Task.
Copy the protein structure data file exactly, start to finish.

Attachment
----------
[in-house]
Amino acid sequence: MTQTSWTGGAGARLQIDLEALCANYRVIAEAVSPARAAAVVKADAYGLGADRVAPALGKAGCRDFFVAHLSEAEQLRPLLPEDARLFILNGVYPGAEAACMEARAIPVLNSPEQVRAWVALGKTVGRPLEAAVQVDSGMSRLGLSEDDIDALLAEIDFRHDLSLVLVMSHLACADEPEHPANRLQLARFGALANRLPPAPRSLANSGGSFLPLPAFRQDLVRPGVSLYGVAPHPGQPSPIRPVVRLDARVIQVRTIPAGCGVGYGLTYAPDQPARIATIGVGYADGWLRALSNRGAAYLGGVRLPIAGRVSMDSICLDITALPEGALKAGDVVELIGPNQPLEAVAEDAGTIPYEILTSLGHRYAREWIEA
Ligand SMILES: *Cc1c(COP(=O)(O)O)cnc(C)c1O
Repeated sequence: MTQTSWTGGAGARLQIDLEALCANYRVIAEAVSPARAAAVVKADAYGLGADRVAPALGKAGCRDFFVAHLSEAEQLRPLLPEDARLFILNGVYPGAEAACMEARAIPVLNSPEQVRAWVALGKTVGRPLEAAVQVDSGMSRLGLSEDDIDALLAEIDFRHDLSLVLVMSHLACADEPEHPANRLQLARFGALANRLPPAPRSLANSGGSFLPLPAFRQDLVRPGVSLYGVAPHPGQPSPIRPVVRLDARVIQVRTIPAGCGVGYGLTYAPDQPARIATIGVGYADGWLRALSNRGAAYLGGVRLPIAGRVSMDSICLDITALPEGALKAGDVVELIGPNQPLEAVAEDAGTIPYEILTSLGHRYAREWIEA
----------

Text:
[in-house]
Amino acid sequence: MTQTSWTGGAGARLQIDLEALCANYRVIAEAVSPARAAAVVKADAYGLGADRVAPALGKAGCRDFFVAHLSEAEQLRPLLPEDARLFILNGVYPGAEAACMEARAIPVLNSPEQVRAWVALGKTVGRPLEAAVQVDSGMSRLGLSEDDIDALLAEIDFRHDLSLVLVMSHLACADEPEHPANRLQLARFGALANRLPPAPRSLANSGGSFLPLPAFRQDLVRPGVSLYGVAPHPGQPSPIRPVVRLDARVIQVRTIPAGCGVGYGLTYAPDQPARIATIGVGYADGWLRALSNRGAAYLGGVRLPIAGRVSMDSICLDITALPEGALKAGDVVELIGPNQPLEAVAEDAGTIPYEILTSLGHRYAREWIEA
Ligand SMILES: *Cc1c(COP(=O)(O)O)cnc(C)c1O
Repeated sequence: MTQTSWTGGAGARLQIDLEALCANYRVIAEAVSPARAAAVVKADAYGLGADRVAPALGKAGCRDFFVAHLSEAEQLRPLLPEDARLFILNGVYPGAEAACMEARAIPVLNSPEQVRAWVALGKTVGRPLEAAVQVDSGMSRLGLSEDDIDALLAEIDFRHDLSLVLVMSHLACADEPEHPANRLQLARFGALANRLPPAPRSLANSGGSFLPLPAFRQDLVRPGVSLYGVAPHPGQPSPIRPVVRLDARVIQVRTIPAGCGVGYGLTYAPDQPARIATIGVGYADGWLRALSNRGAAYLGGVRLPIAGRVSMDSICLDITALPEGALKAGDVVELIGPNQPLEAVAEDAGTIPYEILTSLGHRYAREWIEA